A new incentive programme was instrumental to driving business results and culture change at Gates Corporation.
By Michael Switow
When the Gates Corporation hired Rick Goh to be its HR director for East Asia and India four years ago, the Denver-based multinational organisation was undergoing a cultural transformation following its acquisition by the Blackstone Group two years earlier.
Three lessons learned from the pandemic’s quick shift to a remote workforce that will have a lasting impact.
By Joan Burke
HR teams have always evolved quickly, but 2020 has truly tested the limits of what’s possible. At the beginning of the year, DocuSign embarked on a study to take the temperature of today’s HR leaders. The results of the HR Trends 2020 report found was that these professionals overwhelmingly recognize hiring (28 percent) and employee benefits (16 percent) as their top two priorities, but are running into hurdles freeing up time to focus on those responsibilities. In a standard week, tedious operations and payroll tasks left respondents with hardly any time to do their most important work. Half a year—and one global pandemic—later, it’s more apparent than ever that HR needs to evolve.
By Debbie Bolla
During times of uncertainty, a strong company culture aligned to core organizational values is paramount in maintaining business fluidity and high levels of employee engagement. For some organizations, the recent COVID-19 global pandemic has been a testament to that.
HR leaders reflect on the lessons learned during the height of COVID-19 and share three ways the world of work has been permanently impacted.
By Marta Chmielowicz
Over the course of a few weeks, the coronavirus pandemic turned the world upside down. Schools and businesses shuttered as strict social distancing guidelines fell into place. Travel and morning commutes became a thing of the past. Eighty-eight percent of employees turned to their laptops to continue working in newly remote jobs, according to a Gartner survey. And the Department of Labor reported that over 20.5 million workers lost their jobs in April alone as companies floundered, sending the unemployment rate to a devastating 14.7 percent.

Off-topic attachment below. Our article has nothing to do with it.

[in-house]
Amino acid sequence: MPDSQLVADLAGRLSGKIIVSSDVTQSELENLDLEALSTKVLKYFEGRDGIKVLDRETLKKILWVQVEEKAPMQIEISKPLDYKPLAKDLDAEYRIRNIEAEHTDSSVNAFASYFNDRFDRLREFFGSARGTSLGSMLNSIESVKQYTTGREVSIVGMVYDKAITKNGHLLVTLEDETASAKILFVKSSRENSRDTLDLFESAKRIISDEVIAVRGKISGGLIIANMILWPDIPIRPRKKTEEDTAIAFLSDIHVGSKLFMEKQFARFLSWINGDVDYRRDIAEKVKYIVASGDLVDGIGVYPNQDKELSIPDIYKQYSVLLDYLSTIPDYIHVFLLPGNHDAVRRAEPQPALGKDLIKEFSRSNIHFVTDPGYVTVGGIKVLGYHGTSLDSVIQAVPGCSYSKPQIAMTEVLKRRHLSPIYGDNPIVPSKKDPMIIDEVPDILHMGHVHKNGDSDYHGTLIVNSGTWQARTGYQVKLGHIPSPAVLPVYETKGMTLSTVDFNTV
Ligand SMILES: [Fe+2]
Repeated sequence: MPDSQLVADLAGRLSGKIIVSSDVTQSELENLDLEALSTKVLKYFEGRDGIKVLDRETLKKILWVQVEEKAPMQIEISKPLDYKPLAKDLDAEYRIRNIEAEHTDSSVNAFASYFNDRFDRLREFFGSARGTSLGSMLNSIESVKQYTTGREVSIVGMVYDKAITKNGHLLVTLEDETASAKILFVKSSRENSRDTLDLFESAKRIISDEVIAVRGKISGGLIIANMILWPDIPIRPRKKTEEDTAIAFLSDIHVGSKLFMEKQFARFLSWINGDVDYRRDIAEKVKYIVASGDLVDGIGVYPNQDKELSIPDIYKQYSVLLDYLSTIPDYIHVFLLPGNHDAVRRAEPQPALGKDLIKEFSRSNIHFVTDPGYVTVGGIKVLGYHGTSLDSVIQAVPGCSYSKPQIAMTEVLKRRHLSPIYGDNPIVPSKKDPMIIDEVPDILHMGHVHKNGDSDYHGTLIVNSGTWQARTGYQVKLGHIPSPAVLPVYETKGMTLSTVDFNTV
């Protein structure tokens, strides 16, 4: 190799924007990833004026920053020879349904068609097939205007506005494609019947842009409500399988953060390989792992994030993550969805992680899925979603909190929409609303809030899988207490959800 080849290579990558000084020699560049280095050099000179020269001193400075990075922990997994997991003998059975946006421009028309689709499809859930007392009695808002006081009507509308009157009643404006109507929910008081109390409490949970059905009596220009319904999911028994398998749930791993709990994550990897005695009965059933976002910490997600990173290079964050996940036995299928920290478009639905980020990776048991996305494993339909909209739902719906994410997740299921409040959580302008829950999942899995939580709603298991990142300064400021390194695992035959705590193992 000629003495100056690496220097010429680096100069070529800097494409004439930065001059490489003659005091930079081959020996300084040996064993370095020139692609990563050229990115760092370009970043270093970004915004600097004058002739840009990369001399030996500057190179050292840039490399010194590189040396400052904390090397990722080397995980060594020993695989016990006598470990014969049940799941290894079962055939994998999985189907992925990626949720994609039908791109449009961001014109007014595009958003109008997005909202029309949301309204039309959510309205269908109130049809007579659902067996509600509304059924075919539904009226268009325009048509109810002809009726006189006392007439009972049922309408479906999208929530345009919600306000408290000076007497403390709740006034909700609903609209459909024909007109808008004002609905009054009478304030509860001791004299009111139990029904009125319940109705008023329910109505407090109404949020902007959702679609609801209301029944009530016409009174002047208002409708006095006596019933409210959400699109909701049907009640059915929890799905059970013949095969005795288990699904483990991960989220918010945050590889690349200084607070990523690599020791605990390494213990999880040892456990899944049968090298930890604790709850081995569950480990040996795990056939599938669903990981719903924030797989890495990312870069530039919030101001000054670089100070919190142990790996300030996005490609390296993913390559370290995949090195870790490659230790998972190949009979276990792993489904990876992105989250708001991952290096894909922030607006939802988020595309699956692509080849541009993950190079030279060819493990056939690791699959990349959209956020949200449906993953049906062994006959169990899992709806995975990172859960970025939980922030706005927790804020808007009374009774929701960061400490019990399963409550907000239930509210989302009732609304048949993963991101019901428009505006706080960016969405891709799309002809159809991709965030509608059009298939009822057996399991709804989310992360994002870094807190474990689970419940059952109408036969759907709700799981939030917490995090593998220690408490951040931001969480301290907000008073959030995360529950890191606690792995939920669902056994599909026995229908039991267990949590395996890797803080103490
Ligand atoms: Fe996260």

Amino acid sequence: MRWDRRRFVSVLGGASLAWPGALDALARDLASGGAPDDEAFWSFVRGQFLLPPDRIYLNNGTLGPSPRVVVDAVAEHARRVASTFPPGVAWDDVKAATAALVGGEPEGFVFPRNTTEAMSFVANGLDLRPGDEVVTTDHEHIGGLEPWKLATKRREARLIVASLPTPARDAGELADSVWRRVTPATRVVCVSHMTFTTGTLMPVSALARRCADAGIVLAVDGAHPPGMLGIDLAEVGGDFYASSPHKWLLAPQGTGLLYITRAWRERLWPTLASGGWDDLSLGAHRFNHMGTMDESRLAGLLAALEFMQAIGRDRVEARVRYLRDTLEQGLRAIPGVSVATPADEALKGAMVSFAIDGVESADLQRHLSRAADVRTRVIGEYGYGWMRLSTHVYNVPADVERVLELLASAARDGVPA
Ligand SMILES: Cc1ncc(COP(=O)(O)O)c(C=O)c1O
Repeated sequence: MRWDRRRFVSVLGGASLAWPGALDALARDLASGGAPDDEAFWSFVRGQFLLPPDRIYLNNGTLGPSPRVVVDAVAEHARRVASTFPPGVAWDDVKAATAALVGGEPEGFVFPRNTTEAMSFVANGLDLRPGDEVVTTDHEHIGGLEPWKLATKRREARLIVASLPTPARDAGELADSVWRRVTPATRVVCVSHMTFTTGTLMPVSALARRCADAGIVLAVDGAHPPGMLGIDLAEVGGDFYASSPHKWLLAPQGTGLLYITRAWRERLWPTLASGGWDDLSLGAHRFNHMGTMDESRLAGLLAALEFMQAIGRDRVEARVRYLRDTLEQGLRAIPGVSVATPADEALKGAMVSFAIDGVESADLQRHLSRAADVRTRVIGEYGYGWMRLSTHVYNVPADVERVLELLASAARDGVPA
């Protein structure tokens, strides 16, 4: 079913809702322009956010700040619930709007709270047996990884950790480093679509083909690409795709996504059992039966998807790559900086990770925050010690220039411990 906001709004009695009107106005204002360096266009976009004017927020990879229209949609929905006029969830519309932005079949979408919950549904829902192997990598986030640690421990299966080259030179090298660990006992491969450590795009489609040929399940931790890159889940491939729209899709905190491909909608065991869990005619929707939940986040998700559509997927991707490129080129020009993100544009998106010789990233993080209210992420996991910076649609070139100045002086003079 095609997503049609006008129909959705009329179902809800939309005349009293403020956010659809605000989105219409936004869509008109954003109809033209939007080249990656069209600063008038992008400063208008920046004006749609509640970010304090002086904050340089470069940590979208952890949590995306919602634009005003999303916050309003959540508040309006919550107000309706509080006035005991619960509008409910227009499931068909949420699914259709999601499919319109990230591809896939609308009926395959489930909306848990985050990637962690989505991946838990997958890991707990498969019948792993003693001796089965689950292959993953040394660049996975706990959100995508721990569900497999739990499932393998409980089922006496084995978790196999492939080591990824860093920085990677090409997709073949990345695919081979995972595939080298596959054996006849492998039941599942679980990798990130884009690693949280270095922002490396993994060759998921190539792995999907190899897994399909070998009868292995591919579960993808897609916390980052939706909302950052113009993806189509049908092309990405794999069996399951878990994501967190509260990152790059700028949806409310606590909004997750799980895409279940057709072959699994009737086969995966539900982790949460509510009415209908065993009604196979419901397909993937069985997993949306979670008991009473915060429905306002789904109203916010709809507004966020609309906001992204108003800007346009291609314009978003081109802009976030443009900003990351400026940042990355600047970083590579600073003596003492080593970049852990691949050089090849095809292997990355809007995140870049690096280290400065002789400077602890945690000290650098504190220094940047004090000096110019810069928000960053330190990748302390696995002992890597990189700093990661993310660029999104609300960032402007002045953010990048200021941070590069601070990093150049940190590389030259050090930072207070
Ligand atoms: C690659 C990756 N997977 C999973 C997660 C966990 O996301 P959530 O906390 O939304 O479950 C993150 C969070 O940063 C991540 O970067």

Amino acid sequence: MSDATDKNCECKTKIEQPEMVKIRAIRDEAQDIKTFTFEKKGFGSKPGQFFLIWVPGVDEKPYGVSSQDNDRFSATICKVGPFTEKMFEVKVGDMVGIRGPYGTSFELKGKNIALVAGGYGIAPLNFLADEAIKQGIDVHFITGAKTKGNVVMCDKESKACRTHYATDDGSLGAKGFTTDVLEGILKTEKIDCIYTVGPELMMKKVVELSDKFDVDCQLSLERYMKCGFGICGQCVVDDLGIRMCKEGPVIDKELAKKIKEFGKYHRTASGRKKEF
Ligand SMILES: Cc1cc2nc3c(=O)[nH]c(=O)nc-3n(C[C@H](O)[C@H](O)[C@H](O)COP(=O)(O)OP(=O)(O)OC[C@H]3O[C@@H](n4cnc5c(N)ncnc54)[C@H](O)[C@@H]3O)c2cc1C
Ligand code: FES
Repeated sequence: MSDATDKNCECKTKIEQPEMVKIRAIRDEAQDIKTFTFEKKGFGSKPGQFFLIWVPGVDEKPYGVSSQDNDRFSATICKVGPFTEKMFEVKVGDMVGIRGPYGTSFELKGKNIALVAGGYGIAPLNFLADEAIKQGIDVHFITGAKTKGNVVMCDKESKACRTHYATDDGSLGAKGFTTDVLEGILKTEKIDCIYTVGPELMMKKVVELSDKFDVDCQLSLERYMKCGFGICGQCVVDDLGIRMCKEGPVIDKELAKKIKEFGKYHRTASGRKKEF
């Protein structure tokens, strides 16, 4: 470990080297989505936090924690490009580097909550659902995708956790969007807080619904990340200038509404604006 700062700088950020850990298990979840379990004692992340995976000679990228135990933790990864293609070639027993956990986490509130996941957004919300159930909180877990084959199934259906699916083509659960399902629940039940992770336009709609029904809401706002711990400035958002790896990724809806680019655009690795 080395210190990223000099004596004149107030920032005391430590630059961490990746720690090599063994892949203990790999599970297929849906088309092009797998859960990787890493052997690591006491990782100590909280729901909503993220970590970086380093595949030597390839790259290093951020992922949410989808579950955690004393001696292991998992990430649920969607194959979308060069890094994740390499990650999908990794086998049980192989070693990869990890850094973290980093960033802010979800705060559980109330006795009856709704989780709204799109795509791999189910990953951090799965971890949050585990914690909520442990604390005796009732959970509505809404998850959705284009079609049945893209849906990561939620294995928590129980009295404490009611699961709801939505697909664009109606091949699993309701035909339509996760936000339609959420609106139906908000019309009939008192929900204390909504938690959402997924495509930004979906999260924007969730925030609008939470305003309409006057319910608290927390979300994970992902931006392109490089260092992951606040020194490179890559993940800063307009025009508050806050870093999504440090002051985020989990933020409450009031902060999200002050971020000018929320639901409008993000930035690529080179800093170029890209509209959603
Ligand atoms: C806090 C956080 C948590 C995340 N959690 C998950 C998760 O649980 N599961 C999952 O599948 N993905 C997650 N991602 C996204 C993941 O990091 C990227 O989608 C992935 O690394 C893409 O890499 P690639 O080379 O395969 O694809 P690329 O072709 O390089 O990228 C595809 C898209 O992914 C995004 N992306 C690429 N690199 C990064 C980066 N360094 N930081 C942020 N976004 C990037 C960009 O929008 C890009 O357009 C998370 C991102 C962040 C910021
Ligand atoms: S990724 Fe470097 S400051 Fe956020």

Recognition is a key element of a post-COVID-19 employee engagement strategy.
By Marta Chmielowicz
With a dispersed workforce that operates at government facilities across the U.S., IT company T-Rex Solutions LLC already had the building blocks in place to manage remote workers before the advent of the coronavirus pandemic. But the crisis is putting massive strain on even the most prepared organizations. In fact, mental health provider Ginger reports that 69 percent of workers say this has been the most stressful time of their entire professional career, and 88 percent have experienced moderate to extreme stress over the past four to six weeks. For 62 percent, productivity has suffered as a result.
Seven strategies that help maintain a strong company culture while managing a remote workforce.
By Livia Martini
Fostering a company culture has long been hailed as an important way to recruit and maintain the best talent within corporations. It has become so critical that “chief culture officers” are now common within many large corporations, and it has been a driving force in making companies like Google such an attractive place to work.
Ally Financial is redefining its benefits program to meet the needs of the modern family.
By Kathie Patterson
An organization’s culture and purpose are key driving factors in attracting and retaining talent, and this is particularly the case with top millennial and Generation Z workers. While all employees may want the same things regardless of age, younger generations are more vocal about what they need from their employers and have called on companies to be more thoughtful and willing to evolve with today’s changing society.
New research finds four key priorities HR needs to focus on to keep talent top of mind.
By Mike DiClaudio
Today’s HR leaders continue to face disruption on multiple fronts. Constant technology innovation is changing the face of the workplace and the workforce. Unprecedented competition for recruiting and retaining talent is changing the balance of power between employer and employee. HR has to respond if it wants to remain a relevant and influential part of the organization.
HR professionals play a critical role in helping SMEs expand their footprints.
By Simon Kent
Growth is always on the agenda for businesses and the start of a new year is a great time for new efforts to be made and strategies to be clarified. Building a company from SME to a larger entity is a challenge in many respects. Indeed, this progression can mark the creation of a proper HR function from humble beginnings.
Organisations are starting to prioritise the holistic well-being of their employees, adapting their cultures and benefits to support mental health wellness.
By Simon Kent
Awareness of mental health in the workplace has undoubtedly grown over the past few years. Headlines have been made and even Britain’s own royal family has contributed to the discussion. According to Sophie Hennekam, professor of management at Audencia Business School in France, the World Health Organisation has estimated that mental health conditions cost the global economy $1 trillion in lost productivity each year. In Europe, employees with mental disorders report 3.1 absenteeism days per month compared to one day per month among those without mental health issues. However, despite increasing awareness and the high cost of neglecting mental health, “Surprisingly little is known about how individuals with mental health conditions navigate the workplace,” she says.
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